According to Hendrix, NASA put out requests for proposals for the Artemis Human Landing System last summer, and Dynetics quickly moved into action, assembling a team of subcontractors over three to five months. Other members of the team include the Sierra Nevada Corporation, Tuskegee University, Bionetics Corporation, Oceaneering International and more than a dozen others.

While Anderson says working on a moon lander has an especially inspirational feeling to it, this type of contract is not new for Paragon; the company has supported the development of every human-rated vehicle for NASA since 1999. Founded in 1993, Paragon focuses on creating life support and thermal control systems that would "allow humans to expand beyond their previously believed limits."

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Thursday, April 30, 2020

Plan to ‘revive’ uranium mining called unneeded, unwanted by advocates

Posted By on Thu, Apr 30, 2020 at 3:30 PM

JAKE ELDRIDGE/CRONKITE NEWS
  • Jake Eldridge/Cronkite News
PHOENIX – Environmentalists are blasting a Trump administration call for “bold action to revive and strengthen the uranium mining industry,” an industry whose history they say has left a “toxic trail” through the Grand Canyon.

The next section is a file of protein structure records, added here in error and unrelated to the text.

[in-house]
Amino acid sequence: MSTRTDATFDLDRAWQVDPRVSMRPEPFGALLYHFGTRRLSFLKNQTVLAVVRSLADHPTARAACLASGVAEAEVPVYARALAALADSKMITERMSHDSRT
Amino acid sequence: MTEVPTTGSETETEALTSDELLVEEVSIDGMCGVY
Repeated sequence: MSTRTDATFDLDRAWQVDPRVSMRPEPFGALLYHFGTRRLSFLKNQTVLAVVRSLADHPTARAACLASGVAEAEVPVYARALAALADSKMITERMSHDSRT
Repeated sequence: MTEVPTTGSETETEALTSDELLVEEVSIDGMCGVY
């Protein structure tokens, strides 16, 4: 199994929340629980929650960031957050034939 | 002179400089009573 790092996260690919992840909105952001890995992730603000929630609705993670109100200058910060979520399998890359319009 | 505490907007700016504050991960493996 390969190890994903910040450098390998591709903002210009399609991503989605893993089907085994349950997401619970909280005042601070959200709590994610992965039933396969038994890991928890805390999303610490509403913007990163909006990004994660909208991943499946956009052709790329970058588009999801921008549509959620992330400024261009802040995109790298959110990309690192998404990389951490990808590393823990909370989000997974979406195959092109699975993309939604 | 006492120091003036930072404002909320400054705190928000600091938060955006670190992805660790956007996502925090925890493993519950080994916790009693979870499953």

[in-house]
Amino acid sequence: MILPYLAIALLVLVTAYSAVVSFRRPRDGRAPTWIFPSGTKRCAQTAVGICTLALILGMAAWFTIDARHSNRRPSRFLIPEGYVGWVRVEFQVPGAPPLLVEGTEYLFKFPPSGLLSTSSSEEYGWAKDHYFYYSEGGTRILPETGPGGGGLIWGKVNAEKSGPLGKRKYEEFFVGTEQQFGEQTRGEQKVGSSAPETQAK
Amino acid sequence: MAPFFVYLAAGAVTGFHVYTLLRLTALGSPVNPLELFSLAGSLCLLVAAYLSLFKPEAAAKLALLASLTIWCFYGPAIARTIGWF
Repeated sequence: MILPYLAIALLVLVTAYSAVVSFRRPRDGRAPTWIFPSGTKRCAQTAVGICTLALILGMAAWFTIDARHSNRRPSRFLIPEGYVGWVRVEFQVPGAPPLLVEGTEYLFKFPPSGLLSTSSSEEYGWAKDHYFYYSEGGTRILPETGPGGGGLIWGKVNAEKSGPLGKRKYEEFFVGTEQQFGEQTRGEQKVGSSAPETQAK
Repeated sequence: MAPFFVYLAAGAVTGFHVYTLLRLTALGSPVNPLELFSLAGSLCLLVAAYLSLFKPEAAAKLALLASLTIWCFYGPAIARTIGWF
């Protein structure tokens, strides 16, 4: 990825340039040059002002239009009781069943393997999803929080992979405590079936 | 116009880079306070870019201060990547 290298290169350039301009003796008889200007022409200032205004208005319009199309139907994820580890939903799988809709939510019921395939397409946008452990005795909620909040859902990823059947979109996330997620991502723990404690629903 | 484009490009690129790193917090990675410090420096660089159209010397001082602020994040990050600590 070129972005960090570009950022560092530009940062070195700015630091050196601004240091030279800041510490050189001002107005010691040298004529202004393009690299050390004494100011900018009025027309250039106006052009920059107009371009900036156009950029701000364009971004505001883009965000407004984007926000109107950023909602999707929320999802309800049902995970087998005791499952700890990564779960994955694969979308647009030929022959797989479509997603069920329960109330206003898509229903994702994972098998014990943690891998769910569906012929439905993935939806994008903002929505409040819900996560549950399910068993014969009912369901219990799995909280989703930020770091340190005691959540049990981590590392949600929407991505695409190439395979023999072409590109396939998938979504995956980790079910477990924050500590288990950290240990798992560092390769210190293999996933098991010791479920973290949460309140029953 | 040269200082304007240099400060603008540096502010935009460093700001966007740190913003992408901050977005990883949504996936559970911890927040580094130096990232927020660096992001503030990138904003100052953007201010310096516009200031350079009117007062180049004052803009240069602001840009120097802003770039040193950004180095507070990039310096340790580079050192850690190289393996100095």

They are responding to a report last week by the Department of Energy’s Nuclear Fuel Working Group, which called for the government to support both uranium mining and nuclear power technology to preserve national security.

The first step in that plan is a proposal for $150 million in next year’s Energy Department’s budget to buy and stockpile U.S.-mined uranium, the report said.

“As a matter of national security, it is critical that we take bold steps to preserve and grow the entire U.S. nuclear energy enterprise,” Energy Secretary Dan Brouillette said in a statement announcing the report. He said a lack of U.S. progress on nuclear energy and technology “has threatened our national interest and national security.”

Environmentalists say there is no need to protect a “sagging” uranium mining industry and fear the report will lead the administration to slash environmental laws and regulations to allow for more mining. That is a particular concern in northern Arizona where there are hundreds of abandoned uranium mines that still pose health risks, they said.

“We cannot turn a blind eye to past mining in the region and incentivize new mining on public lands without even fully remediating environmental and public health hazards already present,” Rep. Tom O’Halleran, D-Sedona, said in a statement responding to the report.